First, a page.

Conserve and serve: How mobile apps can boost conservation and help communities in the Global South

Community scientists in an open-air ramada with open laptop computers on the table in front of them.

A team of researchers from Northern Arizona University has highlighted how mobile technology and apps can enable more inclusive achievement of global conservation goals.

The paper, titled “Mobile Apps for 30×30 Equity” and published recently in Nature Sustainability, was authored by an NAU team including Duan Biggs, Olajos-Goslow Chair for Southwestern Environmental Science and Policy in NAU’s School of Earth and Sustainability; Jenna Keany, a Ph.D. candidate in ecological informatics; Camille Gaillard, a postdoctoral research scholar in NAU’s College of Engineering, Informatics, and Applied Sciences and others. It shows how two of conservation’s greatest challenges can be simultaneously addressed. By providing financial compensation to local individuals who monitor biodiversity and ecosystem datasets using mobile technology, the researchers found it’s possible to improve on-ground data while enhancing local support to the people who disproportionately bear the cost of conservation.

The researchers noted that 188 governments throughout the world have committed to conserving 30% of the Earth’s land and sea by 2030 as part of the Kunming-Montreal Global Biodiversity Framework, commonly referred to as 30×30. While this agreement is widely supported by conservationists, concerns remain about how governments will implement it, how targets will be monitored and the potential for detrimental economic and food security impacts to Indigenous Peoples and Local Communities (IPLCs).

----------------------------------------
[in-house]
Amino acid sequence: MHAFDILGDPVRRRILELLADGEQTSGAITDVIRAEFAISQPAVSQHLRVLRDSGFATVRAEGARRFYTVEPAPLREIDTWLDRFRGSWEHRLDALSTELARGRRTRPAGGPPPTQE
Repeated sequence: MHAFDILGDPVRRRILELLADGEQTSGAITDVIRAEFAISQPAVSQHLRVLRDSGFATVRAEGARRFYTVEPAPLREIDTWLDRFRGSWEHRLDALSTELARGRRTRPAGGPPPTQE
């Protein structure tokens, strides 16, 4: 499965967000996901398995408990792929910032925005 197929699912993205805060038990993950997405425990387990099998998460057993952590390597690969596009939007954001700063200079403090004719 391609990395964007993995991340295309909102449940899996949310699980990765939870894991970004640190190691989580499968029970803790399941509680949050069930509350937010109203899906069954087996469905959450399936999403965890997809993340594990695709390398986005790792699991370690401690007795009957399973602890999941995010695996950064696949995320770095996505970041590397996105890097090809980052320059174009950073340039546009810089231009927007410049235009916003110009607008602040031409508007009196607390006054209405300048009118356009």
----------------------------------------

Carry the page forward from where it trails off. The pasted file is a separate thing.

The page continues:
“We have an opportunity to really transform benefits to people on the ground where conservation happens through the mechanisms we propose,” said Biggs, senior author of the study.

Three community scientists posing for a photo in a jungle; one holds a guidebook, another holds a cell phone.The team recommends developing systems that would deliver direct payments to IPLCs in exchange for their validation of remote sensing data via mobile applications, thus improving the quality of data collected and distributing conservation funds directly to local community members. Mobile applications, the team suggests, should build upon existing community science programs such as eBird or iNaturalist.

“Our paper addresses key issues in conservation and sustainability debates, namely that people in developing economies from the Global South pay the biggest price for conservation, but aside from ecotourism, benefit mechanisms to these people are still limited,” Gaillard said. “That is why we propose that data collection can be linked to payments for individuals who collect data.”

Biggs added that unemployment rates in areas of conservation concern in the Global South are high and people are desperate for economic opportunities.

“Our paper provides a framework to address this challenge and improve data quality and collection, which will help us know whether our conservation targets are being achieved.”

Biggs believes that to date, not enough has been done to get real benefits to communities where conservation happens. “More development work and pilot initiatives are urgently needed to take this idea forward, and time is short to start doing so given global commitments to the 30×30 conservation goals.”

Keany said that she finds the “truly interdisciplinary” nature of this work exciting. “Here at NAU, we have brought together computer science, ecological informatics and social science groups to develop an app that addresses multiple important global issues: poverty alleviation, conversation equity and tech. This would not have been possible without the ‘out-of-the-box’ thinking that NAU strives for.”

NAU Communications